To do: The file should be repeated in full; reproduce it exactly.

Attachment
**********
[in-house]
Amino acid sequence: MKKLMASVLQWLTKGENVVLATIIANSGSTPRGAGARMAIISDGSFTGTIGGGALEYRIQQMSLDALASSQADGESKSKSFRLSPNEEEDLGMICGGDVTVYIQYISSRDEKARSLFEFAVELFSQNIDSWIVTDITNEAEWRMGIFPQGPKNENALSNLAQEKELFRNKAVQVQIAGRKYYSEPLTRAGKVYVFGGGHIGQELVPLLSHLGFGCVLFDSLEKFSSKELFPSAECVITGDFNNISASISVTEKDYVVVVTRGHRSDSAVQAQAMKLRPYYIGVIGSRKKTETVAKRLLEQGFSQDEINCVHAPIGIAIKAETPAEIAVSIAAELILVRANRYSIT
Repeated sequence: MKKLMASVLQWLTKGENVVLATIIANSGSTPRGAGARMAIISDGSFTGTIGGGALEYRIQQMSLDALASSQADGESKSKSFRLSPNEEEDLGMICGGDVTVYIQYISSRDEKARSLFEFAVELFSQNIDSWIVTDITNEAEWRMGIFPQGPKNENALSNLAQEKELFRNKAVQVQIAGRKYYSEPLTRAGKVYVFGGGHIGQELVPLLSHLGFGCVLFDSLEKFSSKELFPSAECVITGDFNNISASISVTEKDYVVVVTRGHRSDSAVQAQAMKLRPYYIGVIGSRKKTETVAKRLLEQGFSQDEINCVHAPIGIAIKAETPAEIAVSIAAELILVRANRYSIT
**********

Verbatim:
[in-house]
Amino acid sequence: MKKLMASVLQWLTKGENVVLATIIANSGSTPRGAGARMAIISDGSFTGTIGGGALEYRIQQMSLDALASSQADGESKSKSFRLSPNEEEDLGMICGGDVTVYIQYISSRDEKARSLFEFAVELFSQNIDSWIVTDITNEAEWRMGIFPQGPKNENALSNLAQEKELFRNKAVQVQIAGRKYYSEPLTRAGKVYVFGGGHIGQELVPLLSHLGFGCVLFDSLEKFSSKELFPSAECVITGDFNNISASISVTEKDYVVVVTRGHRSDSAVQAQAMKLRPYYIGVIGSRKKTETVAKRLLEQGFSQDEINCVHAPIGIAIKAETPAEIAVSIAAELILVRANRYSIT
Repeated sequence: MKKLMASVLQWLTKGENVVLATIIANSGSTPRGAGARMAIISDGSFTGTIGGGALEYRIQQMSLDALASSQADGESKSKSFRLSPNEEEDLGMICGGDVTVYIQYISSRDEKARSLFEFAVELFSQNIDSWIVTDITNEAEWRMGIFPQGPKNENALSNLAQEKELFRNKAVQVQIAGRKYYSEPLTRAGKVYVFGGGHIGQELVPLLSHLGFGCVLFDSLEKFSSKELFPSAECVITGDFNNISASISVTEKDYVVVVTRGHRSDSAVQAQAMKLRPYYIGVIGSRKKTETVAKRLLEQGFSQDEINCVHAPIGIAIKAETPAEIAVSIAAELILVRANRYSIT